A quack! Fraud! Anti-science! Dangerous!
I was quite surprised at how quickly those in the Risk-Monger’s social media community turned on him (and these were on the friendlier pages). This brouhaha was all because, one day, out of curiosity, I wandered into a “complementary medicine” unit in a Manila hospital for a combined session of acupuncture and cupping.
In visiting the traditional Chinese medicine section, I was taking what I had considered to be a scientific approach: I have a painful, chronic illness which is worsening so I felt I should try all possible remedial strategies, eliminate those that do not work and validate those which show positive results. I had a feeling this visit wouldn’t be helpful, but was willing to be proven wrong.
I learnt two important things this day: that my doubts about traditional Chinese medicine (TCM) were confirmed and, surprisingly, that there are many in the scientific community who are intensely narrow-minded.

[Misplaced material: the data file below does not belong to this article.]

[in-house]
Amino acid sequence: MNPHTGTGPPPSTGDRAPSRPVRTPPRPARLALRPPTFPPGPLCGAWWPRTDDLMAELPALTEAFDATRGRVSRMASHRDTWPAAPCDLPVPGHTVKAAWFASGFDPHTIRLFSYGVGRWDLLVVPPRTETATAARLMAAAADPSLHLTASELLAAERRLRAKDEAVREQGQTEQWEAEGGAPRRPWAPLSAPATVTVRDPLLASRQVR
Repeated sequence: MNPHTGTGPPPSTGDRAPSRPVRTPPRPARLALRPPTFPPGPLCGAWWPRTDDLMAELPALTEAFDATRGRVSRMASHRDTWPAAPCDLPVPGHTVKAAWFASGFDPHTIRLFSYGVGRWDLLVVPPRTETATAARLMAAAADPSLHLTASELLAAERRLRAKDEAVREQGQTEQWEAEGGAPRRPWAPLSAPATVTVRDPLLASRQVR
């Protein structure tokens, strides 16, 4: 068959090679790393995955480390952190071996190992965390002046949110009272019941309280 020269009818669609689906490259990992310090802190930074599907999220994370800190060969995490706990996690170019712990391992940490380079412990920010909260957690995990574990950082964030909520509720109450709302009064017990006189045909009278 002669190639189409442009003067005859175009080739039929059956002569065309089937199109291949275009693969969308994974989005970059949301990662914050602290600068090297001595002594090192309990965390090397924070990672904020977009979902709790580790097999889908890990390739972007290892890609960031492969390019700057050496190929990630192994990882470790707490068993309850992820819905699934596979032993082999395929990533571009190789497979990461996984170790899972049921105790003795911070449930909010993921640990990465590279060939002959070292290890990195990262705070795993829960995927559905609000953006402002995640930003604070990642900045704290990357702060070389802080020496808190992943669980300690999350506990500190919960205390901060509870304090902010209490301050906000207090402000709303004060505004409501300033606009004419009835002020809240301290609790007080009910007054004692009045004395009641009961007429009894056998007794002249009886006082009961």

My Chi is Crap!
My acupuncturist, Roberto, was a young practitioner with a very friendly demeanour. He waited patiently while I listed all of my ailments, then put his thumbs on both wrists and asked me to stick out my tongue. With that analysis he knew exactly my problem: I was pre-diabetic and my kidneys were in bad shape. I found this interesting since, from all of my blood tests in the last six months, my cholesterol and triglyceride levels were quite low and I had just had a scan of my kidneys following a series of infections and they were in good shape.
What Roberto wanted to say was that the kidneys were the centre of my life-force – my chi – and my busy lifestyle has obliterated them. Rather than a medical diagnosis, Roberto had a philosophy that was looking for validation. I was curious to learn why Roberto believed it was more the kidneys than the liver. Apparently it is because the kidneys, shaped like seeds, represent the source of life. The acupuncture was going to focus on how to restore the chi around my kidneys. In the back of my mind, I was more concerned that I should have peed before the session.